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How the Granddaddy of US Recon Planes Is Helping Search for Flight 370

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The mysterious disappearance of Malaysia Airlines Flight 370 off the coast of Vietnam has prompted a massive multinational maritime search for hints of the plane's fate. Among the growing armada of surface and aerial search vessels is the US Navy's venerable P-3C Orion, a long-range surveillance platform still just as effective today as it was in the early Cold War. ( עוד...

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96flstc 3
So now you've hardwired the transponder. What happens in a real electrical emergency and you can't cut the power to the unit off? Maybe it needs a code transmitted thru a data line to disable....
stjohnsguy 1
Independant electrical system that runs on battery when breakers are pulled. Reduce power drain by transmitting less frequently.

Buiod a system that must respond when interrogated with a special code IF both conventional transponders are shut down.
flyingj481 1
This doesn't provide a means to quickly shut it off in an electrical emergency. If on fire or over-heating it may be inoperative and unable to accept the 'special code'. Additionally, if someone wanted, they could still find a way to get the code to turn it off in the case of a hijacking.

Not to mention the additional cost and weight of adding this kind of system and having it FAA certified.
Rich Greene 1
I'm no aviator but I've been thinking a lot (kinda dangerous for a 72 yr old). Make black box batteries so they last longer. Also there should be enough room somewhere in the tail or fuselage to install a long wire antenna 5 miles long (like the doomsday 747) that would deploy automatically in the event of a water landing or crash. It would send the emergency beacon signal out further and keep the search area down to five miles or so.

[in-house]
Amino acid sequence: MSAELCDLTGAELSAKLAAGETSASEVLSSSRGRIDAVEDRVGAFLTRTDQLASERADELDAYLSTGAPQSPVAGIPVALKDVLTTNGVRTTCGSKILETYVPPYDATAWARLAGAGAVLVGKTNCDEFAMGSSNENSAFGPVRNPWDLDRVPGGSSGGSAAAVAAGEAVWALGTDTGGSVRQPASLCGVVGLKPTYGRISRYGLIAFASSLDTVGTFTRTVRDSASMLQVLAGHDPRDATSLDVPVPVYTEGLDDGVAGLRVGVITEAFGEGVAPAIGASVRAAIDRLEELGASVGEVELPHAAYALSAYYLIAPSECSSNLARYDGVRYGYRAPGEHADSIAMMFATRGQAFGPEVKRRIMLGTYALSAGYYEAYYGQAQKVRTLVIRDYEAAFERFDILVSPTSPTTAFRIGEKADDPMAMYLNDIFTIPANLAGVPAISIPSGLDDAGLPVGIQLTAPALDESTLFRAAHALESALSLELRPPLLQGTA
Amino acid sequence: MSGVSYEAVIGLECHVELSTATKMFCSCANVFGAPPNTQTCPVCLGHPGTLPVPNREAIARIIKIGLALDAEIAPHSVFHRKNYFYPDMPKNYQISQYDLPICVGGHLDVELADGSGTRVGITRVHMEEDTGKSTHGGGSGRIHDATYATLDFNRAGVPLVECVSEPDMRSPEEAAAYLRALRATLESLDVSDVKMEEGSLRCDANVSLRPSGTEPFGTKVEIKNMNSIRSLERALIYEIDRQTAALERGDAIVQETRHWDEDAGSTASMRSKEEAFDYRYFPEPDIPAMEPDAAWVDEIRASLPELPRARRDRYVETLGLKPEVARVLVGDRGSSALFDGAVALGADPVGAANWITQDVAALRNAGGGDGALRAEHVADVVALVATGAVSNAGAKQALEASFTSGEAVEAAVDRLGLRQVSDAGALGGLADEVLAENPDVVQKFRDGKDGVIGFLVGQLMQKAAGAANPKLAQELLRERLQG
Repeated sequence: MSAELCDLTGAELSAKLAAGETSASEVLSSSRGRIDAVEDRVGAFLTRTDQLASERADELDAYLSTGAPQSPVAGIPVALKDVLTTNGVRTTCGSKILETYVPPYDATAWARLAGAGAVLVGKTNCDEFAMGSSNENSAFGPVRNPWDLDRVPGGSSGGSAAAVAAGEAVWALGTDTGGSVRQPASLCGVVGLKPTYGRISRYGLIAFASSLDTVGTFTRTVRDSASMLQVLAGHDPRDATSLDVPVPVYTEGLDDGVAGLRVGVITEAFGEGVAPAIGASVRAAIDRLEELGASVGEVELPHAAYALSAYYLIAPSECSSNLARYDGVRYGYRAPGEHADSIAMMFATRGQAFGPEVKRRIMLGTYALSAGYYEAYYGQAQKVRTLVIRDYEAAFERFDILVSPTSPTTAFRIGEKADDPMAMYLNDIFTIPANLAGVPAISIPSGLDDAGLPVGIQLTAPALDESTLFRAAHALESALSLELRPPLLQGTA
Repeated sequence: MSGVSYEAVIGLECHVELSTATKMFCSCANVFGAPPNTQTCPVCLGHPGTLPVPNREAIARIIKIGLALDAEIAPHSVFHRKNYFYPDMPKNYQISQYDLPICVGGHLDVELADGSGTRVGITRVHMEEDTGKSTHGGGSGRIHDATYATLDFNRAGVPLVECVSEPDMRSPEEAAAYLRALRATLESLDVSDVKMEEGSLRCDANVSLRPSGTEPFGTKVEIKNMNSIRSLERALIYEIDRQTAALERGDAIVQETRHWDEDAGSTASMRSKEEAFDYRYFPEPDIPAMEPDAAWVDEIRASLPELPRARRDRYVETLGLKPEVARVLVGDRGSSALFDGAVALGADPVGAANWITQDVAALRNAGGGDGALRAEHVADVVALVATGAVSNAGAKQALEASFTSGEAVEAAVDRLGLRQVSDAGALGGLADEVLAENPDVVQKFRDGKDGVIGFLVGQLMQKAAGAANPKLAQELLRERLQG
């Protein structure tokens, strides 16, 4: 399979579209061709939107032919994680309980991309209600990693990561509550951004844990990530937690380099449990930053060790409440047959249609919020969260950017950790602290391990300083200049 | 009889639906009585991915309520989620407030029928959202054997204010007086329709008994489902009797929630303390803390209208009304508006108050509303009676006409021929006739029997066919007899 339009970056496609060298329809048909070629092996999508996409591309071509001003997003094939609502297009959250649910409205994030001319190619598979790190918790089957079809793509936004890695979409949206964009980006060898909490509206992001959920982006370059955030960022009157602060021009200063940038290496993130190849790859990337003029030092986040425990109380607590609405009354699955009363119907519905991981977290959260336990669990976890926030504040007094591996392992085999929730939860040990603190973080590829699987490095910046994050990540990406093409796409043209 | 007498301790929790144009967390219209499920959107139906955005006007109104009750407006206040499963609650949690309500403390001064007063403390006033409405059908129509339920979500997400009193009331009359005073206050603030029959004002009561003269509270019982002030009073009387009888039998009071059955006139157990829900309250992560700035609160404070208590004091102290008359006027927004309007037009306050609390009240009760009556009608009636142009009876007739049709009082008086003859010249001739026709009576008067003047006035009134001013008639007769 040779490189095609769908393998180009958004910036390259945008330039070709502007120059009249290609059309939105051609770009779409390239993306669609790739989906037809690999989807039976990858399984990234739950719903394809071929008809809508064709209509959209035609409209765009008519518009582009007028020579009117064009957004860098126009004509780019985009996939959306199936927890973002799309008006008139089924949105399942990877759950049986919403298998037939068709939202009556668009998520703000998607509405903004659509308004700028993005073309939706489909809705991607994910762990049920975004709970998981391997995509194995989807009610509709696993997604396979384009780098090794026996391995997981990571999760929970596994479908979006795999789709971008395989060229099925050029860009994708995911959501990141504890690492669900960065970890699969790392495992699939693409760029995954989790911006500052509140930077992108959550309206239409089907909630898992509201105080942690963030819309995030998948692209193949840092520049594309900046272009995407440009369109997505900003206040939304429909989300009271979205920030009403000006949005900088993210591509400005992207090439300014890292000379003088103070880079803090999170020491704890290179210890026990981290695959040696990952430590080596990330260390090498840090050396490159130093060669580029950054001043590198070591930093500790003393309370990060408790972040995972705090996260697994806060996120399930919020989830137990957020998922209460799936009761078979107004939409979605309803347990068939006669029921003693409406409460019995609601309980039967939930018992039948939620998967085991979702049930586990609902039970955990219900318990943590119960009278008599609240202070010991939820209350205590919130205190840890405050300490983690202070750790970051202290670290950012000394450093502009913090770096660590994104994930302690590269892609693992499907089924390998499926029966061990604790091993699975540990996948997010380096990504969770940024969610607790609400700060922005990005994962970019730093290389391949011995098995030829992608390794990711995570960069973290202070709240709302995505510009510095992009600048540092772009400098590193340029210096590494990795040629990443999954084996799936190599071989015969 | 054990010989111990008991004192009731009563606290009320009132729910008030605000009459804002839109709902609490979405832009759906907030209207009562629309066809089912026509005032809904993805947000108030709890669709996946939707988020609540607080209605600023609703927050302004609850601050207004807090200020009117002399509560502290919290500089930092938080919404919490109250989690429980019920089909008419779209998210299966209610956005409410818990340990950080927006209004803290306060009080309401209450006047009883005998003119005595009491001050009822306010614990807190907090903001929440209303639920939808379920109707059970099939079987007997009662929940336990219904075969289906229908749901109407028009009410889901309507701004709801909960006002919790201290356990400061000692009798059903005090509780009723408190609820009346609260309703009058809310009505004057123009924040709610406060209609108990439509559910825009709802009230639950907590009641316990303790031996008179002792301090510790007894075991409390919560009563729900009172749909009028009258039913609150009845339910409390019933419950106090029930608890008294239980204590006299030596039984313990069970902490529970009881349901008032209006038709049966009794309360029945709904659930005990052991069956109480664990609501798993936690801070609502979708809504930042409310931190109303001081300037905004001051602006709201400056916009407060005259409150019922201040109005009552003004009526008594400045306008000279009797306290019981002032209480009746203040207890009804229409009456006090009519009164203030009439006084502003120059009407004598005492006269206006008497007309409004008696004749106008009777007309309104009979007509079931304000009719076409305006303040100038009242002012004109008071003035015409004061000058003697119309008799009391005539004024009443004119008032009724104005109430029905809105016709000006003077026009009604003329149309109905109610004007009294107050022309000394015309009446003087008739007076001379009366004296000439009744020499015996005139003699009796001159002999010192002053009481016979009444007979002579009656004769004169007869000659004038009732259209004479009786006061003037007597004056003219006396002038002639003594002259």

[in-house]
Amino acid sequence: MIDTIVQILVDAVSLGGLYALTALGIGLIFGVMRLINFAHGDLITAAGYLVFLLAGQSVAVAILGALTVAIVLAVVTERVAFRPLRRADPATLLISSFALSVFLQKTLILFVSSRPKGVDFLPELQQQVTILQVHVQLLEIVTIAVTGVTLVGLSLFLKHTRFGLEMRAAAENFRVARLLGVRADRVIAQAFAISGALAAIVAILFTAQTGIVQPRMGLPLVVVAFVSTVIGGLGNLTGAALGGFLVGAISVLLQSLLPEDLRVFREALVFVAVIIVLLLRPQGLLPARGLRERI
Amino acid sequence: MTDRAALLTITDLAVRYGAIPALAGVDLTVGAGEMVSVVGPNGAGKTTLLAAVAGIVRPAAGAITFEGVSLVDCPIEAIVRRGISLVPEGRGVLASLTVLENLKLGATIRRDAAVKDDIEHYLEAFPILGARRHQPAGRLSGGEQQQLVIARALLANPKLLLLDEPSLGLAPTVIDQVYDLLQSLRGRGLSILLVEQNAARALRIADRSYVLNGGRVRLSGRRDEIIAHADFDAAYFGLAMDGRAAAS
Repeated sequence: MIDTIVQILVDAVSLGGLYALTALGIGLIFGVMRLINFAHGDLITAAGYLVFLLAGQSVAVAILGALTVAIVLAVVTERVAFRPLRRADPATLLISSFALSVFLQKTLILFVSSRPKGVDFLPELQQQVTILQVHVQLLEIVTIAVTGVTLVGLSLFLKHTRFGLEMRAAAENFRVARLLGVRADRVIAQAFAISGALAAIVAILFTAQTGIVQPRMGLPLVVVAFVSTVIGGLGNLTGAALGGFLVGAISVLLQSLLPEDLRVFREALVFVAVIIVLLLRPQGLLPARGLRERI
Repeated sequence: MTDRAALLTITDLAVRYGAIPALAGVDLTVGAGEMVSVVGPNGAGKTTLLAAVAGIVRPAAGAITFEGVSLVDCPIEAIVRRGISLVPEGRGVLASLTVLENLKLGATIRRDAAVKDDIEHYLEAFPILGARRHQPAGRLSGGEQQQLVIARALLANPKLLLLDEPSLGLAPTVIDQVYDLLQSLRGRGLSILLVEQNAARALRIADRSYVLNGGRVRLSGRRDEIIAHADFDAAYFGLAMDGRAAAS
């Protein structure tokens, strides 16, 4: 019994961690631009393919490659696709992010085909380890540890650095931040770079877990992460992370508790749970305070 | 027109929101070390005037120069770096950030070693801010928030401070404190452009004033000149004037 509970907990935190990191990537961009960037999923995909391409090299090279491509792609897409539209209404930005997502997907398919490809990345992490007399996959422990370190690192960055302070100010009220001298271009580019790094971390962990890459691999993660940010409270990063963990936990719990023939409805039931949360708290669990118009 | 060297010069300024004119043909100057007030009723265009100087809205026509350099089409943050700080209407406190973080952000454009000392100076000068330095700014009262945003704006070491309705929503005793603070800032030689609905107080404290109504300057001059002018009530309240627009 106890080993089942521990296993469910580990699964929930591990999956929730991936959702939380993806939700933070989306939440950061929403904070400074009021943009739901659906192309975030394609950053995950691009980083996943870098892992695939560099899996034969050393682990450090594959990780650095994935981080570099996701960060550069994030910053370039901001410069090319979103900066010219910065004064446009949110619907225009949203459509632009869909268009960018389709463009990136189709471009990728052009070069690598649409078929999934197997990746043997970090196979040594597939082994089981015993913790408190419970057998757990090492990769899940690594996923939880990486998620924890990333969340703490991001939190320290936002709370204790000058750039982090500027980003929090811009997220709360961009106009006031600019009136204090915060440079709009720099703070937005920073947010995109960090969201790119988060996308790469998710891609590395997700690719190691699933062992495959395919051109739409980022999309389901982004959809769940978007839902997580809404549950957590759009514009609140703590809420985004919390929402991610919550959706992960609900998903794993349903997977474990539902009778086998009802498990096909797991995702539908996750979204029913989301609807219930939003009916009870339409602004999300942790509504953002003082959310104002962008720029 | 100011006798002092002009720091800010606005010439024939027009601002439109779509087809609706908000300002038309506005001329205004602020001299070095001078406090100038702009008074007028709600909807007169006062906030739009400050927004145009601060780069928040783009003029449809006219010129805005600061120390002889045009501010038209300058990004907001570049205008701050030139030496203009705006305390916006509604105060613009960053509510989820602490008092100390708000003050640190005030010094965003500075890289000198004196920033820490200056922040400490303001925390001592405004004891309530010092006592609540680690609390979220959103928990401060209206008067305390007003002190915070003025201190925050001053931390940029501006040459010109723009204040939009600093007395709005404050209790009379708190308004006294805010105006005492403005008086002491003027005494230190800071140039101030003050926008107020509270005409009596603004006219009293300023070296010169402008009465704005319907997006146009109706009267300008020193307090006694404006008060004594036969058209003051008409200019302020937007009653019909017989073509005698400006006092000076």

Elizabeth Robillard 3
Yeah baby. The P3 remains a workhorse.
Jason Wladyka 1
So that would make the U-2 Dragon Lady the Great Granddaddy of US recon planes?
Bill Fox 1
does anyone here know which defense contractors are supporting the radar and sensor systems, and also operator consoles on these planes, it used to be Lockheed Eagan and now Eagan is no longer, thanks for any info
Fred Christensen 1
The P3 is still used during Hurricane Season in the Tropics. This bird is flown into the Eye of a Hurricane to obtain real time data telemetry. Thus called "Hurricane Hunter"
Rich Greene 1
There's Gonzo, Miss piggy, and Kermit. With Kermit being the Learjet they use. Miss Piggy was laid up for maintenance last I heard.
kenish 1
Two other reasons xpdrs need to have an OFF switch:
- On the ground. ATC does not want to clutter their screen with taxiing aircraft.
- To prevent congesting or swamping the ATC system. Standard procedure arriving and departing the Oshkosh airshow is xpnder OFF. The flood of aircraft will slow or crash the computers at ATC, misassign targets to data tags, and cause nonstop conflict alerts on the controller's screen.
Dale Nuss 3
As a former ATCer, I can say with certainty that there are some exceptions, (just like most things in aviation: no absolutes). At most major airports, while you are taxiing on the ground, it is requested that you operate with your txpndr on. This is for the Airport Surface Detection Equipment (ASDE). Doing so assists ATC ground control with airport movements, especially in low visibility conditions. That way they can differentiate between aircraft and trucks, tugs, etc.
Chris B 1
The only way they are going to find the wreckage is getting ships on the water equipped to read whats going on under the surface. The Strait isn't very deep.
bigkahuna400 -2
Can someone explain the reasoning behind giving pilots the ability to turn on/off a transponder on a commercial airliner. In my opinion, boeing should make this impossible to do. There is absolutley no reason to be able to turn this device off once an airliner is delivered. Just my 2 cents worth.
Hal Gates 4
Because there are multiple transponders onboard. I've seen transponders start squawking bogus codes, and to fix the problem the pilot had to turn one off and turn the other on.
Elizabeth Robillard 2